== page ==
Food for thought #2: Do you like sweet and/or salty food? A tip: Health is a balance within.

Refined Foods

If the quest for extending the shelf life of food, the industry has turned to scientists to solve the puzzle of how to do it. Thus, refined foods came to the scene. I'll take the wheat grain to describe what makes a naturally occurring food refined.

Once, the bread was made from wheat, and we used to utilize it in its entirety. Throughout our evolution as humans, we cultivate it and select the best kinds to have better taste and softer texture. The white color was also a key goal, and it was a matter of reputation to have whiter bread since it meant a lack of impurities and contaminants, therefore— status.

In less than a century, the food industry went even further. It stripped the wheat grain from everything beneficial to our digestion (fibers, vitamins, micronutrients) and left what’s good for the ultimate goal — whiter, fluffier, longer-lasting bread (glue, a.k.a. gluten). The way processed foods are dangerous is not only in the means of all chemicals and toxins occurring within but by the lack of what naturally should have occurred. This is the key: when we eat that kind of food, we bombard ourselves with a cocktail of poisons (bleach is commonly used to whiten the flour), and we deprive ourselves of key nutrients, vitamins, and fibers for the sake of a resentful food product.

Food for thought #3: Do you consider the supermarket your best food source? A tip: Somewhere around the world, supermarkets don’t exist.

Domestic Drugs

Since the dawn of time, human entertainment has gone hand in hand with domestic drugs like cigarettes, alcohol, coffee, and, more recently, energy drinks, vaping, and certain chemical substances. Different scholars have various opinions on the magnitude of what endangers our well-being. They, however, rarely reveal the interests they serve and, therefore, the validity of their claims.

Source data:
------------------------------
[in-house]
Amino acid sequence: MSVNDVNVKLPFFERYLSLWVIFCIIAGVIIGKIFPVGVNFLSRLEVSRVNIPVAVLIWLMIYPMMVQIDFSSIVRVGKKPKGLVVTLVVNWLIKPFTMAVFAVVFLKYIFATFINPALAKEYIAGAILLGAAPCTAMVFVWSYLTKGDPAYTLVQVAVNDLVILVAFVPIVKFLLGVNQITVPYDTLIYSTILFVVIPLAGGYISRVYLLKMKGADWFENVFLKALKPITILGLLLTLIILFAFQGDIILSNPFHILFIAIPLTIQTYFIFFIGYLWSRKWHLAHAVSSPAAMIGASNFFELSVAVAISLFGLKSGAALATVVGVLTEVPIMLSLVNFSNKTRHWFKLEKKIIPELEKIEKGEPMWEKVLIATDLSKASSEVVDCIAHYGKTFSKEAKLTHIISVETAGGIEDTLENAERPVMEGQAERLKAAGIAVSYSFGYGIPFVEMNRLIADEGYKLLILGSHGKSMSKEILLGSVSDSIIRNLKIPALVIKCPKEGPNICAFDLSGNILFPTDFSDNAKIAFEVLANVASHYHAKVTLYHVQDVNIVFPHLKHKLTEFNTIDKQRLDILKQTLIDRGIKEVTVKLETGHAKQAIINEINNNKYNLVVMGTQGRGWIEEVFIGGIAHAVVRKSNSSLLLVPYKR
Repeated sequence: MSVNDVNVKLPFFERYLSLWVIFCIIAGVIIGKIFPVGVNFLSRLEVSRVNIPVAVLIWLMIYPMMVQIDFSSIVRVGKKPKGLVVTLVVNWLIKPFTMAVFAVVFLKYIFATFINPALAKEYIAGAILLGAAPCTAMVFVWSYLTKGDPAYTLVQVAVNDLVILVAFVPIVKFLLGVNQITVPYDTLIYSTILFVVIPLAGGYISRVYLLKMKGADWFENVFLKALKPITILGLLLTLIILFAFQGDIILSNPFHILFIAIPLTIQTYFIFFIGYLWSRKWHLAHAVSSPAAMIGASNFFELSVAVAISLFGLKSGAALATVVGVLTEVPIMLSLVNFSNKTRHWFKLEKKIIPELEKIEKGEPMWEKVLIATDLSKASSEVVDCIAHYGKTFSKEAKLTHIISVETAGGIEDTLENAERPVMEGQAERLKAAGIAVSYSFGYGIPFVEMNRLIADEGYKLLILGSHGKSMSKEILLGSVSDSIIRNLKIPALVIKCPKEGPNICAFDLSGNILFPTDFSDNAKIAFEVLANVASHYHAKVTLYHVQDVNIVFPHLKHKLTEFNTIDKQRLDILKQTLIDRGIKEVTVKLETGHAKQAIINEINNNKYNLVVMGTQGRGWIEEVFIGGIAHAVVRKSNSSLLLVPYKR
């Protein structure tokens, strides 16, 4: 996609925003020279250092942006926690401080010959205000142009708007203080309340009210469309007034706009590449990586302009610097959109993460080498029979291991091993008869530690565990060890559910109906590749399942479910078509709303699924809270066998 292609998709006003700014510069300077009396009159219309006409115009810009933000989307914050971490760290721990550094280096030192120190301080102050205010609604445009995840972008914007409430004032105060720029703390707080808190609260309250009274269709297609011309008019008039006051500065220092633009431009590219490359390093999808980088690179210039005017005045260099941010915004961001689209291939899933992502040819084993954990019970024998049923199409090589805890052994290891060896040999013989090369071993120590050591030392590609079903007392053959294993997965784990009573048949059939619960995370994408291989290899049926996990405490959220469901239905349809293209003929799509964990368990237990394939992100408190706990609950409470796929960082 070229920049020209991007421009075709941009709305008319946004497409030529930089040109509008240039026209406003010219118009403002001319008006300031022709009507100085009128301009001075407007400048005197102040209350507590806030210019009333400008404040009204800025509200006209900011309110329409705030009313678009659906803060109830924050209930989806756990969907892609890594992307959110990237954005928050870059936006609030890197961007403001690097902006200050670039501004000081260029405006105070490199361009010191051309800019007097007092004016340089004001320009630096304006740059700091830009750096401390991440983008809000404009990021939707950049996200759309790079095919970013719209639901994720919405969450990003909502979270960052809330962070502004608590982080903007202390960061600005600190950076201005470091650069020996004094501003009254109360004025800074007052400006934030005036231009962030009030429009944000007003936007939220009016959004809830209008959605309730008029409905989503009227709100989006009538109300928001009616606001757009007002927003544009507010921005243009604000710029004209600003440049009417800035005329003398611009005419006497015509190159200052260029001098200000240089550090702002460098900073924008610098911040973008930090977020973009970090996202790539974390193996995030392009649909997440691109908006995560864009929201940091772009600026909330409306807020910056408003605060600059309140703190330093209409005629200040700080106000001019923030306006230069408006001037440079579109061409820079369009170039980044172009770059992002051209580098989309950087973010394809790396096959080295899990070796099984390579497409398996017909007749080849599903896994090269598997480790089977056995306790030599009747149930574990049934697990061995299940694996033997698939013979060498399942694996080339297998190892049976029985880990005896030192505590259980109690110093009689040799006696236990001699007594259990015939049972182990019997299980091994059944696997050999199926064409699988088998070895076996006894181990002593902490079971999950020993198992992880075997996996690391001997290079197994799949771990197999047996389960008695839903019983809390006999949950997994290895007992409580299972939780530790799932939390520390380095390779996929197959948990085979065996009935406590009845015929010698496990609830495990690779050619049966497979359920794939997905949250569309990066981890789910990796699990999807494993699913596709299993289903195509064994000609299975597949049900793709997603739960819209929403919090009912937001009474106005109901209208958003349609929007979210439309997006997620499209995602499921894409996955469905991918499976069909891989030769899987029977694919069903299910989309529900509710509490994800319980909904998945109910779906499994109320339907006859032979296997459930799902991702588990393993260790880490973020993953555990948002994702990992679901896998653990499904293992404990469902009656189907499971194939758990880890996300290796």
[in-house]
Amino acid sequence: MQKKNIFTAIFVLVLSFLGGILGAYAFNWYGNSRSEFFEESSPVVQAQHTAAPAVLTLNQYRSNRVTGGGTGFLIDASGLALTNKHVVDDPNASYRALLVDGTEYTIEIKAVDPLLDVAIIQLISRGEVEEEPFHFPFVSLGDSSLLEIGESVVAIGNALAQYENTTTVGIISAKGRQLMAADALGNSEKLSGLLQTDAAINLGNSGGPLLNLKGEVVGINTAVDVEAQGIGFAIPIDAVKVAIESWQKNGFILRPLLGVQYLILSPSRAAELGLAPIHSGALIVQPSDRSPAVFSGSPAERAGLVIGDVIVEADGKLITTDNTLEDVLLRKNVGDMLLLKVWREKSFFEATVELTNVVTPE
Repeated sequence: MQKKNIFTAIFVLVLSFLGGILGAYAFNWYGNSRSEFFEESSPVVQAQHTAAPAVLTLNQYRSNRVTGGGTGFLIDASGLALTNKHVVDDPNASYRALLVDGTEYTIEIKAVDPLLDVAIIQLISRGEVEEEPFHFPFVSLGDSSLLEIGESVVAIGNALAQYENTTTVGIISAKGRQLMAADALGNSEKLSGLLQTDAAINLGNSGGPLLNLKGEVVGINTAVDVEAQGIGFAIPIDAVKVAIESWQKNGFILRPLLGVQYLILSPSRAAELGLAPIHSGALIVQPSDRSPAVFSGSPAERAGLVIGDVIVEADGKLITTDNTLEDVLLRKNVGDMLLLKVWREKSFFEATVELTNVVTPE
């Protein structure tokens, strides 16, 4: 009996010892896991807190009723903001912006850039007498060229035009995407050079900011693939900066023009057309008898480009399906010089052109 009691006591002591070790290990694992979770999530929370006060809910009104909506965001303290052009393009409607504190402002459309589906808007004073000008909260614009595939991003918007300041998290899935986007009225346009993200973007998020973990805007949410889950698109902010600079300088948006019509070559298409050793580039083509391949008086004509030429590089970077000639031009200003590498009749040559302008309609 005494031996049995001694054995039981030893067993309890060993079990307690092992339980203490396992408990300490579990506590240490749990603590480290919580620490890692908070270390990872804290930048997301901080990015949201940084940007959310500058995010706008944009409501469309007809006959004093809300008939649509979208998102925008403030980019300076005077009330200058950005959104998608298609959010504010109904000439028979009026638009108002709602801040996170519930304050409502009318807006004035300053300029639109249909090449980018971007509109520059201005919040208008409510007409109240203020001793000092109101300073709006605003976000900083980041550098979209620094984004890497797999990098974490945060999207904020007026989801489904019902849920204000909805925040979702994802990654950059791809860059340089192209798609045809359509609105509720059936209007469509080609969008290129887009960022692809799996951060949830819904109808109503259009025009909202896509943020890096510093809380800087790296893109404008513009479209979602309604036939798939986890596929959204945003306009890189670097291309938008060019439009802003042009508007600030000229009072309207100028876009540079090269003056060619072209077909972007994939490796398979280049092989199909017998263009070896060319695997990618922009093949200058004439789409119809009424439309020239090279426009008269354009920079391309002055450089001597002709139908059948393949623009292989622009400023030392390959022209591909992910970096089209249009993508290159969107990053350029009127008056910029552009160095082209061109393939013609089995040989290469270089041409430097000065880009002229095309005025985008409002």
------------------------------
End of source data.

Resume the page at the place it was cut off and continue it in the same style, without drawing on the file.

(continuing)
They don’t belong to our systems since the damages they cause vastly outnumber the alleged benefits, which in some cases, sound ridiculous. To name a few, the vine is a good source of flavonoids, and coffee boosts the energy of a man in the morning. With time, as the industry grows, those drugs are far away from the original benefits claimed and closed to purely profiting at the expense of the consumers.

Food for thought #4: Do you find coffee necessary for waking up in the morning? A tip: My grandparents used to wake up early, by dawn, after a good night's sleep.


As a result of the Great Depression, the male population eligible for military service was undernourished and unfit for duty. Thus, the supplements came in use to be soon after forgotten until the space age, when the need to supplement nutrition to those deprived of natural sources of food being in outer space in weightlessness and other conditions untypical for humans.

Cleverly they were reintroduced in a new light in the late 20th century among wellness practitioners. Their claims rested on the belief that the food we ate was poor in nutrients, and the only way to compensate for that was to introduce to the body easy-to-use supplements. Thus, a multi-billion dollar industry was born. Some people come to a point they’d rather skip a meal to have a magical pill, shake, or smoothie.

Little to no independent evidence exists to prove they work, which doesn’t stop the inventive mind from finding ways to introduce new chemicals to man's diet, claiming miracles that sound impossible. To put it into perspective, it took evolution millions of years to develop a way to digest and break down our food. I wonder how digestion could figure its way around those powders and break them down to something our body could contribute from. I can’t possibly put my finger on it.